Is it a mere coincidence that the international community's key humanitarian agencies had already done some basic number crunching for how they would deal with the Internally Displaced Persons crises towards the end of 2008. Or is it a conspiracy of giant international proportions seen through by others but not by Pakistanis?
With Pakistan in view, I have seen some startling figures! The international donor community had already estimated that the armed conflict in Bazaar and Mohamed agencies would likely drive the numbers of these Pakistanis who are refugees in their own country to about 600,000.
To cater to those folks, it was estimated that roughly $36 million would be required to provide the shelter, water and sanitation, food, basic health care, and schooling needs for the IDPs. As I write these words, and the long overdue military operation to eliminate Taliban from Swat, Bunker, and Dir scorches more and more of the earth, it is becoming a reality that original estimate of 600,000 is exploding into ever larger numbers.
The end result looks very uncomfortable to me from any perspective; indeed Zardari's undoing may well begin this crisis, but with it that of the country too seems possible.Despite the fact that there is a functioning Parliament, the action against the Taliban has been undertaken on the consultation of the All Parties Conference (APC) and other non permanently constitutional institutions. Why may I ask?
The All Parties Conference (APC), held here recently, remained divided on the issue of endorsing the ongoing military operation in Swat, but was unanimous in condemning the US drone attacks. Zardari & US: Essential Questions
Would the Parliament debate and review the commitments and statements made by Zardari in the USA during his recent visit? Will he recall what President Obama told him in the brief one-on-one meeting? Will the members of Cabinet be apprised of the discussion that took place between the two and whether the question of drone attacks was addressed?
Was Zardari authorized to endorse the Memorandum of Understanding (MOU) on transit trade between Pakistan and Afghanistan and "beyond?"
Why was the US Secretary of State, Hillary Clinton, so very keen about this MOU and so very concerned that she literally presided over the meeting attended by the two presidents? Why did she call it a "historic event" and "an important milestone?" Why were the two presidents practically downgraded to the level of a foreign minister, Hillary herself being one?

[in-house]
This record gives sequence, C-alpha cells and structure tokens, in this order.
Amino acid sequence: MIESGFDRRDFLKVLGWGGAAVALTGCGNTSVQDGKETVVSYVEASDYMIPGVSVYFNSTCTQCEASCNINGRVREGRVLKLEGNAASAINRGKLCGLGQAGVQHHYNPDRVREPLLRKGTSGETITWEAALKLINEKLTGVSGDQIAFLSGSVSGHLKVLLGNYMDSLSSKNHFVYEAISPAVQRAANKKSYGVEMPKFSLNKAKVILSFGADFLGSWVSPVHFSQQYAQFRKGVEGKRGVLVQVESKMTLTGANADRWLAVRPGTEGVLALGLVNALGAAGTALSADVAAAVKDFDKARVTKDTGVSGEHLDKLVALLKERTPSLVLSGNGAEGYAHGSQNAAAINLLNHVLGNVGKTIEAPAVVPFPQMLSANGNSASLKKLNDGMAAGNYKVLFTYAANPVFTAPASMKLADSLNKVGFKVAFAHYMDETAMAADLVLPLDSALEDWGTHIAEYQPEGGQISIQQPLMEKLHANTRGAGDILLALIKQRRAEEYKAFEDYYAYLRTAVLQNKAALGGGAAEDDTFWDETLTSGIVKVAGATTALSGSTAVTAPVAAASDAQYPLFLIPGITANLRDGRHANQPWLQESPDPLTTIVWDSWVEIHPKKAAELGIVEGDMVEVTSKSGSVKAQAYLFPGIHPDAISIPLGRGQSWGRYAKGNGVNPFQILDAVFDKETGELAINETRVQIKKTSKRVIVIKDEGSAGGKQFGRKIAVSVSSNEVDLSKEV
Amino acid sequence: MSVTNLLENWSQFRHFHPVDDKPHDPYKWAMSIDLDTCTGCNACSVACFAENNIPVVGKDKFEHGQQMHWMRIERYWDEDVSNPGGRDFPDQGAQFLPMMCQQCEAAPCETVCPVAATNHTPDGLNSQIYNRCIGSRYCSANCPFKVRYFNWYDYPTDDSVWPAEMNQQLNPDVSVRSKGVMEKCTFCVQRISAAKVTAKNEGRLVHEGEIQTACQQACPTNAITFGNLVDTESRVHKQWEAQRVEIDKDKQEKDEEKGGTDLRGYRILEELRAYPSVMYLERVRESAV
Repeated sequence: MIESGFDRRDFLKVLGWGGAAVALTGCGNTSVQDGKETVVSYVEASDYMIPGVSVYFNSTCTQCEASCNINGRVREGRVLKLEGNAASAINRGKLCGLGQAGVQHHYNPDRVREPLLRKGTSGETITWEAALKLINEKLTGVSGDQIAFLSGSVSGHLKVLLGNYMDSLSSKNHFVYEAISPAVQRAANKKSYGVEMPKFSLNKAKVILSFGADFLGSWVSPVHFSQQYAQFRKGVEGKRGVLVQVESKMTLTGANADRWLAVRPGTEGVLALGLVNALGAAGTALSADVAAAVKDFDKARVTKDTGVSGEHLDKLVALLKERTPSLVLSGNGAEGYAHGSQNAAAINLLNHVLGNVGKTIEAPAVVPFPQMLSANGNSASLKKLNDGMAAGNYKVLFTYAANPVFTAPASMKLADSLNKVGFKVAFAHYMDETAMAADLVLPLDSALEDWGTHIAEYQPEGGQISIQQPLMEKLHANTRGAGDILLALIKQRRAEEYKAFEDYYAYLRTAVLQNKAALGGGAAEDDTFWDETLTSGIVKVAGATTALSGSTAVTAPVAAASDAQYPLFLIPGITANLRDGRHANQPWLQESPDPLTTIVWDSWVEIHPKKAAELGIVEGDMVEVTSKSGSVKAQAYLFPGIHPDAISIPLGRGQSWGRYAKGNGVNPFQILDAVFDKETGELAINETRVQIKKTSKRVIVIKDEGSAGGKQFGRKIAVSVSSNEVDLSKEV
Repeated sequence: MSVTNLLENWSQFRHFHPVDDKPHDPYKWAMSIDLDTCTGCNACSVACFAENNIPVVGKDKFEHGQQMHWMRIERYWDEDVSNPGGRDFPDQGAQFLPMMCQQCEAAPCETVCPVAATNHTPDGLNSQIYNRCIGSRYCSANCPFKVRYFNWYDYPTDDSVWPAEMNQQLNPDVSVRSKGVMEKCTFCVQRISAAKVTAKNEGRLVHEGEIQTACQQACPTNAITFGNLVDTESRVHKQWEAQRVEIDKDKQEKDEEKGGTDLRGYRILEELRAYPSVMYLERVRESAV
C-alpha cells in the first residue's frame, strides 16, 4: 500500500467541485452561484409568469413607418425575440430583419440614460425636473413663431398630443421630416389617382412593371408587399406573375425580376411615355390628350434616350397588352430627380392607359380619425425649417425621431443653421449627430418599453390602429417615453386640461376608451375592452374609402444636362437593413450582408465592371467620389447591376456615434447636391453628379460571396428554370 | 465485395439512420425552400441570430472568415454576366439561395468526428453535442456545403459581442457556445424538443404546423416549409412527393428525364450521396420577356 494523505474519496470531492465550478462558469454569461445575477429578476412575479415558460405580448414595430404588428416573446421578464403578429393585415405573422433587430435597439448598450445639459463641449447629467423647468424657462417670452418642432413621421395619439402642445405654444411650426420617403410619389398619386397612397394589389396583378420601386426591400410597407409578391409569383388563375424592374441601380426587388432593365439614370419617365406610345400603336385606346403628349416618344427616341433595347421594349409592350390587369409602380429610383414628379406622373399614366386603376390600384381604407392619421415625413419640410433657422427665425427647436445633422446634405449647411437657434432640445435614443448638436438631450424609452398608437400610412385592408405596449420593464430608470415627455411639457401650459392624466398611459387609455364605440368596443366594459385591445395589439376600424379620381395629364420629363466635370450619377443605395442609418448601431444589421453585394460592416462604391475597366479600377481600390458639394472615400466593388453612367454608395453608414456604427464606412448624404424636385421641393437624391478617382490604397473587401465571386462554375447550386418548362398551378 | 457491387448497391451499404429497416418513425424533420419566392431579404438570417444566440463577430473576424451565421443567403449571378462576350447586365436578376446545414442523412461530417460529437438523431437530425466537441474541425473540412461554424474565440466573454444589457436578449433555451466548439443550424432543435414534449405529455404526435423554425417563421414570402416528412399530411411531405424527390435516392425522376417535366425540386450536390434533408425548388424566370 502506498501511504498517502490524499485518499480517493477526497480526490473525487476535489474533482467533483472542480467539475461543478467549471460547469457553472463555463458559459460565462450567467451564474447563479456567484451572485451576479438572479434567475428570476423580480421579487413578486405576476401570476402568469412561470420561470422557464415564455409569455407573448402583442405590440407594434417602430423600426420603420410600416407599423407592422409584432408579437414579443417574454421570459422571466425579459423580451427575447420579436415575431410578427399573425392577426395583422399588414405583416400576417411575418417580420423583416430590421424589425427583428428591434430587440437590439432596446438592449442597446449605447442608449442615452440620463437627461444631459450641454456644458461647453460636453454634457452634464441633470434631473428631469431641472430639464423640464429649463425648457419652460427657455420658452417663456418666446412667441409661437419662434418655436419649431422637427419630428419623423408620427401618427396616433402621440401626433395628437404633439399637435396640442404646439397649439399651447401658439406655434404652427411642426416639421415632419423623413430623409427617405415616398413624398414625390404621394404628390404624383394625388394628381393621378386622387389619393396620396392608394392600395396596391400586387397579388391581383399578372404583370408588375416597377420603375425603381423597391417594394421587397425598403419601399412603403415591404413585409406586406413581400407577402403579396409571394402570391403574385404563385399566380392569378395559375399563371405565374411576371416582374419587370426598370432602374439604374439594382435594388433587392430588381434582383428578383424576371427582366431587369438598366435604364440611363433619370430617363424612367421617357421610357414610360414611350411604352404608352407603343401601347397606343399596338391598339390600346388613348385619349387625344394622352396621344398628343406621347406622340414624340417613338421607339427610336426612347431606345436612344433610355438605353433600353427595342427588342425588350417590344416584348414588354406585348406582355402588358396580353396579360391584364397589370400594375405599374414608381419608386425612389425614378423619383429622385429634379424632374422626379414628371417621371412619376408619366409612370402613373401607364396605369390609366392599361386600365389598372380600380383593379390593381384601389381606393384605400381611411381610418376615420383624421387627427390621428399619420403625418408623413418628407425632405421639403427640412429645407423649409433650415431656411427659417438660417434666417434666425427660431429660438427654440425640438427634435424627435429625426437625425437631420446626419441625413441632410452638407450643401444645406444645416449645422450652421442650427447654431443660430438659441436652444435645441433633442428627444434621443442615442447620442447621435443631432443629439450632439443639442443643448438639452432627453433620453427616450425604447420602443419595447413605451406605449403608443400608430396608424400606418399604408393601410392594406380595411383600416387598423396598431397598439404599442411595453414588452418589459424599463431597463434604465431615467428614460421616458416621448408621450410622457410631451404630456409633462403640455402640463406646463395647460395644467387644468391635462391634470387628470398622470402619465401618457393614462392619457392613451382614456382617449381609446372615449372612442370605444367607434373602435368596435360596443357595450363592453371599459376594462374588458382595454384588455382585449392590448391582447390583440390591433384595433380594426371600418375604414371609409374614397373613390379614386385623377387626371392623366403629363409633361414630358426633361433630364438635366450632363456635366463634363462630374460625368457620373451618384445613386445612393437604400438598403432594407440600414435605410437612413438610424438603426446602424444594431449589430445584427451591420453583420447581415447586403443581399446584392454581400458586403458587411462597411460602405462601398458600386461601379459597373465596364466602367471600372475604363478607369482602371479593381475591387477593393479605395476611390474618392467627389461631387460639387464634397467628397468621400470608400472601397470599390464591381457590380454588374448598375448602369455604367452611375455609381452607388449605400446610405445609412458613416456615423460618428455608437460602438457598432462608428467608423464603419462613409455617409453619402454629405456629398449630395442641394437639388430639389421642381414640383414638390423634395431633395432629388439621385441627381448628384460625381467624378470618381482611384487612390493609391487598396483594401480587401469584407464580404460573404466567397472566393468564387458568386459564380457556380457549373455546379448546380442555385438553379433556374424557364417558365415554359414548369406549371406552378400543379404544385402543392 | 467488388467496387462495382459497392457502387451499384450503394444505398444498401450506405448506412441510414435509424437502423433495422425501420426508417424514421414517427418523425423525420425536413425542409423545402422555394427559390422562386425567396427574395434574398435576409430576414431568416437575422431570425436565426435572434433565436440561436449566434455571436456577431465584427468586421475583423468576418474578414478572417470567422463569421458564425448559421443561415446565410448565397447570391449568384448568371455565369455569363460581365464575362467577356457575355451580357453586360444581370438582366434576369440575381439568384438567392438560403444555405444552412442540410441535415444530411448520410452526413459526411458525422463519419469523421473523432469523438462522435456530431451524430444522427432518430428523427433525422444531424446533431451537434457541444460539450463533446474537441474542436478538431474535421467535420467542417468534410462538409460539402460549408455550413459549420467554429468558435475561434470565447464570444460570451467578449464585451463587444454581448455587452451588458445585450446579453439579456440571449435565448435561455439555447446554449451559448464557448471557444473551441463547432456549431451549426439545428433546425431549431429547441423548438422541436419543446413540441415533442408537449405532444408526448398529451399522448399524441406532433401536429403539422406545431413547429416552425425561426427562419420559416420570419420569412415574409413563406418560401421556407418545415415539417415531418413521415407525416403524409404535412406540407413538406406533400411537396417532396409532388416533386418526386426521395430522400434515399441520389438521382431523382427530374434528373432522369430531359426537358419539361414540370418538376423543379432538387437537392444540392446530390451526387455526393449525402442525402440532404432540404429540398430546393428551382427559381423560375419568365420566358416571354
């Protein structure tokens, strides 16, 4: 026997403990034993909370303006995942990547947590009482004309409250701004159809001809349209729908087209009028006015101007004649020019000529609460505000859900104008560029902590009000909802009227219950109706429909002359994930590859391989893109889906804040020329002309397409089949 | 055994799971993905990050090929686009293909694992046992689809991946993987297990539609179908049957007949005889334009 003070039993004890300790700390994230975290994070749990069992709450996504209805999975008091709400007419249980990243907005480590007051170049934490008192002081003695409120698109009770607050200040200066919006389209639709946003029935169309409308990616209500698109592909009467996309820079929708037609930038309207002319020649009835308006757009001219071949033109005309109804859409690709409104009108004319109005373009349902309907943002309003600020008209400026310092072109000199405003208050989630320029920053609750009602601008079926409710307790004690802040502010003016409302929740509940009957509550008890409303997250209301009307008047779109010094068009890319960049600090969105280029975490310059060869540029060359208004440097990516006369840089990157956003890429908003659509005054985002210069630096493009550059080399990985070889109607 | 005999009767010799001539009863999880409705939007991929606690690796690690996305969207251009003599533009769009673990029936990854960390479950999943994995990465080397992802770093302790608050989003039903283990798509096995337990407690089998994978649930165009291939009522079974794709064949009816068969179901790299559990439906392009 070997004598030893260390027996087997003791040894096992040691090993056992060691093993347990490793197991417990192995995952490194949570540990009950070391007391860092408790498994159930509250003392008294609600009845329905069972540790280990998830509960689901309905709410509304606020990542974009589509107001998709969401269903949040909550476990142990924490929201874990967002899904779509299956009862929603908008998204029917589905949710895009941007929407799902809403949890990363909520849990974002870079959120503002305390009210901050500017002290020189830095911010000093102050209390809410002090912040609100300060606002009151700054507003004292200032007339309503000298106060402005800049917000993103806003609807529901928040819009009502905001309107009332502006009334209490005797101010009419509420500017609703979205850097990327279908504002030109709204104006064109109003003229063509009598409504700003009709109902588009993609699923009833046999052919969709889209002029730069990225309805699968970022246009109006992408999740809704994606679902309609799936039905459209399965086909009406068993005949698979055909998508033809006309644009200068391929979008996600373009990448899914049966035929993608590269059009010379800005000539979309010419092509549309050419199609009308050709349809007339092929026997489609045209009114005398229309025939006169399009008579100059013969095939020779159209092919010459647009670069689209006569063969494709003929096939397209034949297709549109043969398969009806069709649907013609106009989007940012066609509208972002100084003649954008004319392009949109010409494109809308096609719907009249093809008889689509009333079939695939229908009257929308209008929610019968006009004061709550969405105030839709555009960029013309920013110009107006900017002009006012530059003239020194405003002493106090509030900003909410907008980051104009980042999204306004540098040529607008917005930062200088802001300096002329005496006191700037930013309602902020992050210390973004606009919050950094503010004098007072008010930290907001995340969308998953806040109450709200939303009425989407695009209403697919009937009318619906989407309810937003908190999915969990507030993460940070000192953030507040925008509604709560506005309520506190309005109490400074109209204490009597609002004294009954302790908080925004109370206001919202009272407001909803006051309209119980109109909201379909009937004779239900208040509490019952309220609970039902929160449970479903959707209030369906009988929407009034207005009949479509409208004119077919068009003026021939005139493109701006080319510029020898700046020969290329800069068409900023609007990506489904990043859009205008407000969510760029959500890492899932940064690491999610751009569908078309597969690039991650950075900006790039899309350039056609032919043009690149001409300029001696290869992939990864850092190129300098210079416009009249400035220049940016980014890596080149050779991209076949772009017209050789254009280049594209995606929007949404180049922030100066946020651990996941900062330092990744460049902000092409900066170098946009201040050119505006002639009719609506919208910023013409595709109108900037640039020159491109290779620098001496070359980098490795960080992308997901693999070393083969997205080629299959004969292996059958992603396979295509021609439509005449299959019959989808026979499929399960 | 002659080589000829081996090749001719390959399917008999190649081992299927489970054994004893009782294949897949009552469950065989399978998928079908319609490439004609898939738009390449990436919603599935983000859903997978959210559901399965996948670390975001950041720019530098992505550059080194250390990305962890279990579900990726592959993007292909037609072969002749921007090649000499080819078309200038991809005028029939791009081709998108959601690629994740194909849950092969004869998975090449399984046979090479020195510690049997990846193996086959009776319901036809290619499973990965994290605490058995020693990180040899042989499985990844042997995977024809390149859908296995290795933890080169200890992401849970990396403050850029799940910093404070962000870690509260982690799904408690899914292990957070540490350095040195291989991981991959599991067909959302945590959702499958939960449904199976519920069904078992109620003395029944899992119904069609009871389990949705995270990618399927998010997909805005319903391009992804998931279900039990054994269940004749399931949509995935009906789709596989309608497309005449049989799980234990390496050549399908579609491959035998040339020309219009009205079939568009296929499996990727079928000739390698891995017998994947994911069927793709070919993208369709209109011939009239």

The All Parties Conference (APC), held here recently, remained divided on the issue of endorsing the ongoing military operation in Swat, but was unanimous in condemning the US drone attacks. The PM reluctantly agreed that this is the case and tried in vain to convince these three big parties JI, JU and Tehriq Insfak to drop their campaign against this government policy.
It was the government that had proposed a draft resolution, which was clearly endorsing the ongoing military operation, but it was later rewritten in view of certain political leaders’ clear stance that they would not support the military operation.So, it remains to see how far these matters get resolved to enable Pakistan to survive this present crisis. Last but not least, two important points should be mentioned: First is the impact eventually of international conspiracies to which reference is made above. In this context, inter alia, the political intentions of regional parties such as the MQM would require constant oversight.
Secondly is the stark fact ignored by everyone that there still remains the continued matter of Durand Line and its efficacy as a boundary between Pakistan and Afghanistan after 1993 when the Treaty of 1893 expired. Last but not least in the same context is the legal status of the Northern areas itself which under the circumstances could be used against Pakistan's continued existence in its current formation.
Farooq Hassan is a Pakistani political expert with several distinguished credentials: DPhil; BA Juris; MA; MLitt (Oxon); DCL (Columbia); DIA (Harvard); Of Lincoln's Inn, Barrister at Law, UK; Attorney at Law, US; Senior Advocate Supreme Court (QC) of Pakistan; David M. Kennedy Visiting Scholar and Professor of International Studies, Kennedy Center; Visiting Professor, Fellow, Center for International Affairs, Harvard University. The author has been adviser to four Pakistani prime ministers on foreign affairs and law. He is also the President of the American Institute of South Asian Strategic Studies, Boston. In 2006, he received the London World Islamic International Award.